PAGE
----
A number of Congressional members have begun working on a new alternative health-care plan after the last effort to replace Obamacare stalled. But a healthcare expert says it’s likely too late.
The Problem Solvers’ Caucus, consisting of a bipartisan group of 43 House members, introduced a plan to try and combat the coming spike in health-care costs. Companies have until Aug. 16 to lock in their rates and decide whether they’ll participate in a county’s marketplace.
Reps. Dan Lipinski, a Democrat, and Adam Kinzinger, a Republican, both from Illinois, are members of the 43-member Problem Solvers Caucus. The caucus unveiled a health-care plan last week that wouldn’t be as far-reaching as Obamacare or the American Healthcare Act, which stalled last month in the Senate.
The new plan would make small reforms that have been largely agreed to by both parties. Republicans persuaded Democrats to go along with raising the small business exemption from 50 employees to 500. Democrats pushed to maintain levels of Medicaid expansion.
The centerpiece is funding for the cost-sharing reduction program designed to keep premiums low. Without that, insurance companies have indicated that rates would skyrocket for high-risk or low income patients. President Donald Trump has hinted that he may pull that funding, but the bipartisan plan would appropriate it.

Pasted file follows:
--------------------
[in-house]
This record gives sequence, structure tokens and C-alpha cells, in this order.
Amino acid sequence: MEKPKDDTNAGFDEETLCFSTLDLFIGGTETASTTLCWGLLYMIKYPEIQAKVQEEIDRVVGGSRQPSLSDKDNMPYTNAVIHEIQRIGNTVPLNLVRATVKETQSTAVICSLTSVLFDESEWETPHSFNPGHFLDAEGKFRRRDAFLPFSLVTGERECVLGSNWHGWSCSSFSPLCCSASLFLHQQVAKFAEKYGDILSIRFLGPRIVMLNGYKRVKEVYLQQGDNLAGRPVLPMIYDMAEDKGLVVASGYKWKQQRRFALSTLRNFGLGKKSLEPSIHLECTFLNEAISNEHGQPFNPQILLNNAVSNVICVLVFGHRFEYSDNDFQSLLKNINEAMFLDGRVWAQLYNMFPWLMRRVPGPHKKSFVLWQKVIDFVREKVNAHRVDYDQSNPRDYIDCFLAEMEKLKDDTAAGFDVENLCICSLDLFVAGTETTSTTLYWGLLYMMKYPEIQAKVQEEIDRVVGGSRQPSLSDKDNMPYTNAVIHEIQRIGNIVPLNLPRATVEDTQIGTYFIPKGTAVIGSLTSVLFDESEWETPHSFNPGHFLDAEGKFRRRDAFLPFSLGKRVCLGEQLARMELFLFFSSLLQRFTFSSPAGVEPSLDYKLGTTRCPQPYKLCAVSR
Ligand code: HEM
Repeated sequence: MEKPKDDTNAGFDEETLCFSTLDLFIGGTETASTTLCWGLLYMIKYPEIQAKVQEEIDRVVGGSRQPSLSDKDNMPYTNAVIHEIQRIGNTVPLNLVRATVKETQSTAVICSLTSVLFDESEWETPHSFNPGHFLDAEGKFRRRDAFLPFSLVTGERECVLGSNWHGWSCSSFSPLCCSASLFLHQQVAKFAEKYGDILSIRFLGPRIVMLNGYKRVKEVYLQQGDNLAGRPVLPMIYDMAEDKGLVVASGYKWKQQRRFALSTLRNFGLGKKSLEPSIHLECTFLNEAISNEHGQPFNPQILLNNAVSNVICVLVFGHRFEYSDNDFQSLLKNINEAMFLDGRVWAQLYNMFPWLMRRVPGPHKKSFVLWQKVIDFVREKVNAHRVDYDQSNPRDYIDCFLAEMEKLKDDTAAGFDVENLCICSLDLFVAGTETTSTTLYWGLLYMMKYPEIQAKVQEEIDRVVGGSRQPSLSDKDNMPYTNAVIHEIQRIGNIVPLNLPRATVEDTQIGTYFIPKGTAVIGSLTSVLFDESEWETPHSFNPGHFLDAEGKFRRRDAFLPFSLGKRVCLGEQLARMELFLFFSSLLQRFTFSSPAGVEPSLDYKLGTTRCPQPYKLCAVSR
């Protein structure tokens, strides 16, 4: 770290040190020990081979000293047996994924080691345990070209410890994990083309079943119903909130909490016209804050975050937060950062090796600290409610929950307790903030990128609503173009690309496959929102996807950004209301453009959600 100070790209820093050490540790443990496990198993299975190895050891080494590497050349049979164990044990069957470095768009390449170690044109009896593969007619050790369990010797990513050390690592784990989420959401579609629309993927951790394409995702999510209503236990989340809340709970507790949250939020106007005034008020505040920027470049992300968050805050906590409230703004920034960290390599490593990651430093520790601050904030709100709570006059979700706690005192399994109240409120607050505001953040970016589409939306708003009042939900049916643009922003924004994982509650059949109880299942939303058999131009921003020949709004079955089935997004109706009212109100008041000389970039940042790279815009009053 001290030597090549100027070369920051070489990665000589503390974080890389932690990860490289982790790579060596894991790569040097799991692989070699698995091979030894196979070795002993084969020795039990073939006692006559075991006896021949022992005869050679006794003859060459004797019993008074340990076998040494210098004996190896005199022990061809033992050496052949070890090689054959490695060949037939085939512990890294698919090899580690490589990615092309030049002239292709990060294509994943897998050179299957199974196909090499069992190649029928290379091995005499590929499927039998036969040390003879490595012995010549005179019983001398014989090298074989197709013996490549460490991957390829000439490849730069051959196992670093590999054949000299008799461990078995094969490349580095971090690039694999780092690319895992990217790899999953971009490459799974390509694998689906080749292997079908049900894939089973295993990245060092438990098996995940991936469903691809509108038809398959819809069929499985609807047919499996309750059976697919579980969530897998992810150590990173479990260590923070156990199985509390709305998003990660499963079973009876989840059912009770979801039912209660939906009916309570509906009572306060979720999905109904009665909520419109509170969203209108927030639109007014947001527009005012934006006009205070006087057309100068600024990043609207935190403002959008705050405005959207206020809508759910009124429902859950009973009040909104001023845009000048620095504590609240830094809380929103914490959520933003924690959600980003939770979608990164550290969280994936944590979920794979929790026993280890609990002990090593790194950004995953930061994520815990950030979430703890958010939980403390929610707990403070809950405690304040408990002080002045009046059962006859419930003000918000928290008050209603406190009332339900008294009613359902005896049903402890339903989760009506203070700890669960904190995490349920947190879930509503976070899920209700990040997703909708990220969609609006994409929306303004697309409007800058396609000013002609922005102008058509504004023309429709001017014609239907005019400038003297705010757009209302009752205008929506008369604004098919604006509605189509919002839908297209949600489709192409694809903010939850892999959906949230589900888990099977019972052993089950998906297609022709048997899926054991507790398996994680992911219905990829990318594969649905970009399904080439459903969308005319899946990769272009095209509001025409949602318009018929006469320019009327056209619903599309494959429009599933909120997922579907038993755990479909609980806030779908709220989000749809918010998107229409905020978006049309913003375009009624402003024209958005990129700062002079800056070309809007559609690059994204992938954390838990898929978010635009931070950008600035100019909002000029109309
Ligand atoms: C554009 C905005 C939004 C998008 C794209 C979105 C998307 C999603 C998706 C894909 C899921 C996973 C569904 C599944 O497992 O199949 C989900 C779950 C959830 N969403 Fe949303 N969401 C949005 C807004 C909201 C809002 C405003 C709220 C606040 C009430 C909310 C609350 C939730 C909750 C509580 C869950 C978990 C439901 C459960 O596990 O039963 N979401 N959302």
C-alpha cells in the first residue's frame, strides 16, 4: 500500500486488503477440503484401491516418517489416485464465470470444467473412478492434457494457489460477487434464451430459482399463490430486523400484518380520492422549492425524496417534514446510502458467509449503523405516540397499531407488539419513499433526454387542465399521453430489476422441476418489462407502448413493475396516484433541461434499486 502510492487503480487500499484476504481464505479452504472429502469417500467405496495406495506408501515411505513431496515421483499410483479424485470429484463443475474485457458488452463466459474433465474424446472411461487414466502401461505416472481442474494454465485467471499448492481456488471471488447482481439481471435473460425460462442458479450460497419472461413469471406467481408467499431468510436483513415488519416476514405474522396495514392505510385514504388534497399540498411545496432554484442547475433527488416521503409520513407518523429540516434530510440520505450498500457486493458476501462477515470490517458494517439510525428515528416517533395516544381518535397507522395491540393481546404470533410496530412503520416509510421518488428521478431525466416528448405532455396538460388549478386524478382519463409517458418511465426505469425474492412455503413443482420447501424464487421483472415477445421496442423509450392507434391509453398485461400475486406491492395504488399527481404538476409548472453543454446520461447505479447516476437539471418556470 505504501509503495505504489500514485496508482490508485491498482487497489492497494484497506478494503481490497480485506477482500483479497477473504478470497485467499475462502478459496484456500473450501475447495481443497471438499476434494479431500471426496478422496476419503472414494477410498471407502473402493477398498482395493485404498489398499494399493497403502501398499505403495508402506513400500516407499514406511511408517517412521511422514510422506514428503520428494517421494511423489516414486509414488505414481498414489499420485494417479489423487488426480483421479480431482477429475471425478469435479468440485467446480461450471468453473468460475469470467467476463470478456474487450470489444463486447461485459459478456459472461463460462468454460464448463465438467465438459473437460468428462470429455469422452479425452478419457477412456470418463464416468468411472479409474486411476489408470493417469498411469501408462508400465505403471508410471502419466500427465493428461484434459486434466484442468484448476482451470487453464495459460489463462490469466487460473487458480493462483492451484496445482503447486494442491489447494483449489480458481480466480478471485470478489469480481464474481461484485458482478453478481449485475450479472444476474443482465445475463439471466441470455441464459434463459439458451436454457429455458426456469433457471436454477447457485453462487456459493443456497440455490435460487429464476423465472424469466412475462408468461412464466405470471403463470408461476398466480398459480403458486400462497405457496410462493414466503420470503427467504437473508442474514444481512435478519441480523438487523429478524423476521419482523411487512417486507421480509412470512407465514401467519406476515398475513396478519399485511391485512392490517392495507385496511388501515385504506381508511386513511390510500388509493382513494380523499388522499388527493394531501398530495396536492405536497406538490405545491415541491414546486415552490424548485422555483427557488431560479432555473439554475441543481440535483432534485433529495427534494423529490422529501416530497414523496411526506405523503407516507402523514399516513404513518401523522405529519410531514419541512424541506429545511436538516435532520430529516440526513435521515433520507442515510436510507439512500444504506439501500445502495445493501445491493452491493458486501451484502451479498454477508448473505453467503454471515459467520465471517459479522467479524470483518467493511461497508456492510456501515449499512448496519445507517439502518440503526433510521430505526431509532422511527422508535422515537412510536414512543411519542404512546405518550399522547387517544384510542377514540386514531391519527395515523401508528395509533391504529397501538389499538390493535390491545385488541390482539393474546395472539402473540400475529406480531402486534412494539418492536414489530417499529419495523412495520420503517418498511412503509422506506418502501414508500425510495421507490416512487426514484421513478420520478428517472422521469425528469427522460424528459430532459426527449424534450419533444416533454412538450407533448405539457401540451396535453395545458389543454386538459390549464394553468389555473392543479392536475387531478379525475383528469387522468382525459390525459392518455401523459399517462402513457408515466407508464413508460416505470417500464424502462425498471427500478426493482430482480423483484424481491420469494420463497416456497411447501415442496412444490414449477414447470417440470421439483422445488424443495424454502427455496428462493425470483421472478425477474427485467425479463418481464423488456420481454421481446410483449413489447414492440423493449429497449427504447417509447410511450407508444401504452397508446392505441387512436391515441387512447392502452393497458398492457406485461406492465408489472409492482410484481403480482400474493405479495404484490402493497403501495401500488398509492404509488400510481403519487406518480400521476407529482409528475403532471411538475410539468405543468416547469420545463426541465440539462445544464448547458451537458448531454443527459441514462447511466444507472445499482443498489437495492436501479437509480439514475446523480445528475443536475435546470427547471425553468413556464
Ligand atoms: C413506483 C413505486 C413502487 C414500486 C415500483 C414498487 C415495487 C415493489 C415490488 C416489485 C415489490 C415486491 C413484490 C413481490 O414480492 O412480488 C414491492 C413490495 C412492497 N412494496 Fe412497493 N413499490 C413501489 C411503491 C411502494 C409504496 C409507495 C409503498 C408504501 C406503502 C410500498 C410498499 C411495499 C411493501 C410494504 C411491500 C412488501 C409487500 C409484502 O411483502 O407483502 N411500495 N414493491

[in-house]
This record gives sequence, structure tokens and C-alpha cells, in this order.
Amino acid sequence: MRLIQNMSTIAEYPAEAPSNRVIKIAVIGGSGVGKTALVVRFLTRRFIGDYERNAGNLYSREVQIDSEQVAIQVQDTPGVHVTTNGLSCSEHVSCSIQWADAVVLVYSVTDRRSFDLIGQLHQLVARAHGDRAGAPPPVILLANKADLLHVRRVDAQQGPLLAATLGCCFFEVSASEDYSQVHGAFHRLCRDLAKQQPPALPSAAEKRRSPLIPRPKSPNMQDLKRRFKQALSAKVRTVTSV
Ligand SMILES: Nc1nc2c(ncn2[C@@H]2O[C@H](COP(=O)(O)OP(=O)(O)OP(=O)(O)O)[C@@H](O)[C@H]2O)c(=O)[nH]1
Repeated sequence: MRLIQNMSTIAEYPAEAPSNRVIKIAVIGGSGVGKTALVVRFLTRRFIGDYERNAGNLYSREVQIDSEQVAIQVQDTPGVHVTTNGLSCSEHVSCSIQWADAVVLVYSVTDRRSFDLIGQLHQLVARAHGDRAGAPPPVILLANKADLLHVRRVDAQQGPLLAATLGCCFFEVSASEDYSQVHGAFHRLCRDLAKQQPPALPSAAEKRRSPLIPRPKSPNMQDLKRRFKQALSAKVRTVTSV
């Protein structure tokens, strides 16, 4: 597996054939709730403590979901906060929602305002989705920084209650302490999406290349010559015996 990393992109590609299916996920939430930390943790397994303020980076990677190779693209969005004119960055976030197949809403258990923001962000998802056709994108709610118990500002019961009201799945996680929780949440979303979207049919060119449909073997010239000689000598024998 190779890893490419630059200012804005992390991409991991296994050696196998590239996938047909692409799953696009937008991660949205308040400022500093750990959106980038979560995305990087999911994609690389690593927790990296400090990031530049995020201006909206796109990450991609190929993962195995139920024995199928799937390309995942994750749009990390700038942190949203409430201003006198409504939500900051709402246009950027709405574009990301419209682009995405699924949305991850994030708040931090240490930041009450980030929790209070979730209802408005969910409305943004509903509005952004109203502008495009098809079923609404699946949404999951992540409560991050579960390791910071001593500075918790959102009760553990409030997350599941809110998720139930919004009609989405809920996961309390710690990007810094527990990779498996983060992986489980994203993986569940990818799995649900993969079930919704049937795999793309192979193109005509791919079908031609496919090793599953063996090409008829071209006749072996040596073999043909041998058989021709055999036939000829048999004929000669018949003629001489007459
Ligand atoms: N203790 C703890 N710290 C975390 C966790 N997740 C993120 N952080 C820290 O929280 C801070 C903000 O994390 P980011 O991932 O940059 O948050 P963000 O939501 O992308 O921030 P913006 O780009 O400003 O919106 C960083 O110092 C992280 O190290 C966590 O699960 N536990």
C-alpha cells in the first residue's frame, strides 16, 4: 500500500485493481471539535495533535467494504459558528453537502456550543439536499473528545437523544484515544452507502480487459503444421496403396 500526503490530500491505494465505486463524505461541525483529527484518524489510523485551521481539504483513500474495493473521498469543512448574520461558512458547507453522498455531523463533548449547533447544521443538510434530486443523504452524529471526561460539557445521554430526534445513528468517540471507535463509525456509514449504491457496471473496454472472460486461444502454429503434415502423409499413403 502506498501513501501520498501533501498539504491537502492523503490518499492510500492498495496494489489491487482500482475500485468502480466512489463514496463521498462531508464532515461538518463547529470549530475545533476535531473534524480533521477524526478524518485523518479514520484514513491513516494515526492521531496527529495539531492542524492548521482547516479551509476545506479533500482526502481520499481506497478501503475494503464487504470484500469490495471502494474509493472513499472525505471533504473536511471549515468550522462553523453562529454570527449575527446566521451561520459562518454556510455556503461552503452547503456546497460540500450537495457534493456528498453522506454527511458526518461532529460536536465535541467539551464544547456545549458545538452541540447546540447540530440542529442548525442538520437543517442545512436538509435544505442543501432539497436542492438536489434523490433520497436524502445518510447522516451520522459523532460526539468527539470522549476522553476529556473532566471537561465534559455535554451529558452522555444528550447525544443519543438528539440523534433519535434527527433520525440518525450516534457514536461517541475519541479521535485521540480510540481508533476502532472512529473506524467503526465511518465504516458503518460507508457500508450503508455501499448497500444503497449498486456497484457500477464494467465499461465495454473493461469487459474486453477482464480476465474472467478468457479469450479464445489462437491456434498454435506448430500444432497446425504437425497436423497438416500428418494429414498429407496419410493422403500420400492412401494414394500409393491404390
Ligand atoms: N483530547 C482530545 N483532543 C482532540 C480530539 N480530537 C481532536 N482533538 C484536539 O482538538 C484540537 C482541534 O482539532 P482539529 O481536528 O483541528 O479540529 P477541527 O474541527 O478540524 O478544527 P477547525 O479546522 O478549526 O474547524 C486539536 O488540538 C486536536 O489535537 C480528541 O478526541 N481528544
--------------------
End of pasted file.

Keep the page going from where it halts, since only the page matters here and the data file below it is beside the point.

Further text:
The plan also includes coverage for chronic and pre-existing conditions, repealing the medical device tax, and giving states the ability to do business with companies across state lines.
Kinzinger said there are still ways to improve health care for people over what’s out there now.
“Unless the Senate can somehow pull a rabbit out of a hat this month, there is going to be a failing of the health-care system,” he said. “Let’s explore areas of common ground between Republicans and Democrats to try to help give people a better health-care system.”
In a release, Lipinski said their plan will likely see detractors looking to blame the other side of the aisle for a collapse of the health-care industry.
“Some partisans in both parties may even believe that if the ACA fails, the other side will get blamed in the next election,” Lipinski said. “Others will oppose it because they want the ACA to collapse.”
Naomi Lopez Bauman, director of Healthcare Policy for the Goldwater Institute, thinks the failure to repeal Obamacare has killed momentum on more health-care votes in D.C. She thinks that any more action this year will be to simply subsidize providers to keep them offering plans.
“Anything that they’re going to do this late in the game is going to basically involve throwing money at the exchanges,” she said. “After the debacle that was repeal and replace, there’s just not much appetite for the heavy lifting on major health-care reform this year.”
She says that Trump could force the issue of reform by making lawmakers subject to the Obamacare exchanges.
Insurance companies must submit whether they will participate in a county’s exchange by Aug. 16.